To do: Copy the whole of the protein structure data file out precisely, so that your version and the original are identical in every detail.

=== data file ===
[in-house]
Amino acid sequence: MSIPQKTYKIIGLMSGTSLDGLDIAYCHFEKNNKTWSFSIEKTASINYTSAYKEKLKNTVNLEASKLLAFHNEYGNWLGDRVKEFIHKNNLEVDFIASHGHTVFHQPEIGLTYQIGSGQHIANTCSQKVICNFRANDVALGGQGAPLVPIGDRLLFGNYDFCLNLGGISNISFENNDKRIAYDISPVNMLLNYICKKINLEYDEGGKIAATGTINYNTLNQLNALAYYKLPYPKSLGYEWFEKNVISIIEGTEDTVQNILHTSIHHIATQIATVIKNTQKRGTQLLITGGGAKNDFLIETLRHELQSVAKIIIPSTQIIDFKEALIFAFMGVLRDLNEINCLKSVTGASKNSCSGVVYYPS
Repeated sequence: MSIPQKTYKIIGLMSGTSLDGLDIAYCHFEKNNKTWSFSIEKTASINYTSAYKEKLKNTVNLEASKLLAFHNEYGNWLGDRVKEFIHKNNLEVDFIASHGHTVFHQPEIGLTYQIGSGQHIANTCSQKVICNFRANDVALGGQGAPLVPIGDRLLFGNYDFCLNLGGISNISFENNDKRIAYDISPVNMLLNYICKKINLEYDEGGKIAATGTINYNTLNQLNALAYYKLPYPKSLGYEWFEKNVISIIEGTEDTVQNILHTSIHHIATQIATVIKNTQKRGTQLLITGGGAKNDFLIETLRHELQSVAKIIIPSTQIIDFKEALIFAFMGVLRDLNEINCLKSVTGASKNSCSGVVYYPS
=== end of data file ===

[in-house]
Amino acid sequence: MSIPQKTYKIIGLMSGTSLDGLDIAYCHFEKNNKTWSFSIEKTASINYTSAYKEKLKNTVNLEASKLLAFHNEYGNWLGDRVKEFIHKNNLEVDFIASHGHTVFHQPEIGLTYQIGSGQHIANTCSQKVICNFRANDVALGGQGAPLVPIGDRLLFGNYDFCLNLGGISNISFENNDKRIAYDISPVNMLLNYICKKINLEYDEGGKIAATGTINYNTLNQLNALAYYKLPYPKSLGYEWFEKNVISIIEGTEDTVQNILHTSIHHIATQIATVIKNTQKRGTQLLITGGGAKNDFLIETLRHELQSVAKIIIPSTQIIDFKEALIFAFMGVLRDLNEINCLKSVTGASKNSCSGVVYYPS
Repeated sequence: MSIPQKTYKIIGLMSGTSLDGLDIAYCHFEKNNKTWSFSIEKTASINYTSAYKEKLKNTVNLEASKLLAFHNEYGNWLGDRVKEFIHKNNLEVDFIASHGHTVFHQPEIGLTYQIGSGQHIANTCSQKVICNFRANDVALGGQGAPLVPIGDRLLFGNYDFCLNLGGISNISFENNDKRIAYDISPVNMLLNYICKKINLEYDEGGKIAATGTINYNTLNQLNALAYYKLPYPKSLGYEWFEKNVISIIEGTEDTVQNILHTSIHHIATQIATVIKNTQKRGTQLLITGGGAKNDFLIETLRHELQSVAKIIIPSTQIIDFKEALIFAFMGVLRDLNEINCLKSVTGASKNSCSGVVYYPS